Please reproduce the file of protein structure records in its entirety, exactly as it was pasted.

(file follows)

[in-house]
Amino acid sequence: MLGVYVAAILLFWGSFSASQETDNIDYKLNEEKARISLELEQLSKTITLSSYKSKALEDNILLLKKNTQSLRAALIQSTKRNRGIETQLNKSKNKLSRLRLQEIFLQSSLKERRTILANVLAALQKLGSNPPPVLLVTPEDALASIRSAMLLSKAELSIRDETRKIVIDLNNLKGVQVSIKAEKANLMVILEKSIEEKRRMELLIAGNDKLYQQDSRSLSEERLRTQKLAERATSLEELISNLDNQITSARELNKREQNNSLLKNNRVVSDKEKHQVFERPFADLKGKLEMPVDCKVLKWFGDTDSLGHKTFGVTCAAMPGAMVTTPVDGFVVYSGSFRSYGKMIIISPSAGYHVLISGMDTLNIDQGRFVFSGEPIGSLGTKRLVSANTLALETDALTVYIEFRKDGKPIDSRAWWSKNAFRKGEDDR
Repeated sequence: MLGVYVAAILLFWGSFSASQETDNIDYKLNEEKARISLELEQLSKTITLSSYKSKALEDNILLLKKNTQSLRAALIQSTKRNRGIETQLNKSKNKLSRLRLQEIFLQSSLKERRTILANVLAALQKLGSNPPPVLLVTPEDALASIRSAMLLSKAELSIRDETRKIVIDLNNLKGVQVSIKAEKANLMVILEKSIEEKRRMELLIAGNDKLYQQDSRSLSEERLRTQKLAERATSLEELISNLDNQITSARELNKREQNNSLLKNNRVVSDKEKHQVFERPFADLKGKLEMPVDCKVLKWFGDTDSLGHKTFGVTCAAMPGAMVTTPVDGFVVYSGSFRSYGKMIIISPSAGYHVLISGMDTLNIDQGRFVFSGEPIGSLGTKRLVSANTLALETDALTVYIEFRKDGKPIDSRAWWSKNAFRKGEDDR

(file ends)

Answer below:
[in-house]
Amino acid sequence: MLGVYVAAILLFWGSFSASQETDNIDYKLNEEKARISLELEQLSKTITLSSYKSKALEDNILLLKKNTQSLRAALIQSTKRNRGIETQLNKSKNKLSRLRLQEIFLQSSLKERRTILANVLAALQKLGSNPPPVLLVTPEDALASIRSAMLLSKAELSIRDETRKIVIDLNNLKGVQVSIKAEKANLMVILEKSIEEKRRMELLIAGNDKLYQQDSRSLSEERLRTQKLAERATSLEELISNLDNQITSARELNKREQNNSLLKNNRVVSDKEKHQVFERPFADLKGKLEMPVDCKVLKWFGDTDSLGHKTFGVTCAAMPGAMVTTPVDGFVVYSGSFRSYGKMIIISPSAGYHVLISGMDTLNIDQGRFVFSGEPIGSLGTKRLVSANTLALETDALTVYIEFRKDGKPIDSRAWWSKNAFRKGEDDR
Repeated sequence: MLGVYVAAILLFWGSFSASQETDNIDYKLNEEKARISLELEQLSKTITLSSYKSKALEDNILLLKKNTQSLRAALIQSTKRNRGIETQLNKSKNKLSRLRLQEIFLQSSLKERRTILANVLAALQKLGSNPPPVLLVTPEDALASIRSAMLLSKAELSIRDETRKIVIDLNNLKGVQVSIKAEKANLMVILEKSIEEKRRMELLIAGNDKLYQQDSRSLSEERLRTQKLAERATSLEELISNLDNQITSARELNKREQNNSLLKNNRVVSDKEKHQVFERPFADLKGKLEMPVDCKVLKWFGDTDSLGHKTFGVTCAAMPGAMVTTPVDGFVVYSGSFRSYGKMIIISPSAGYHVLISGMDTLNIDQGRFVFSGEPIGSLGTKRLVSANTLALETDALTVYIEFRKDGKPIDSRAWWSKNAFRKGEDDR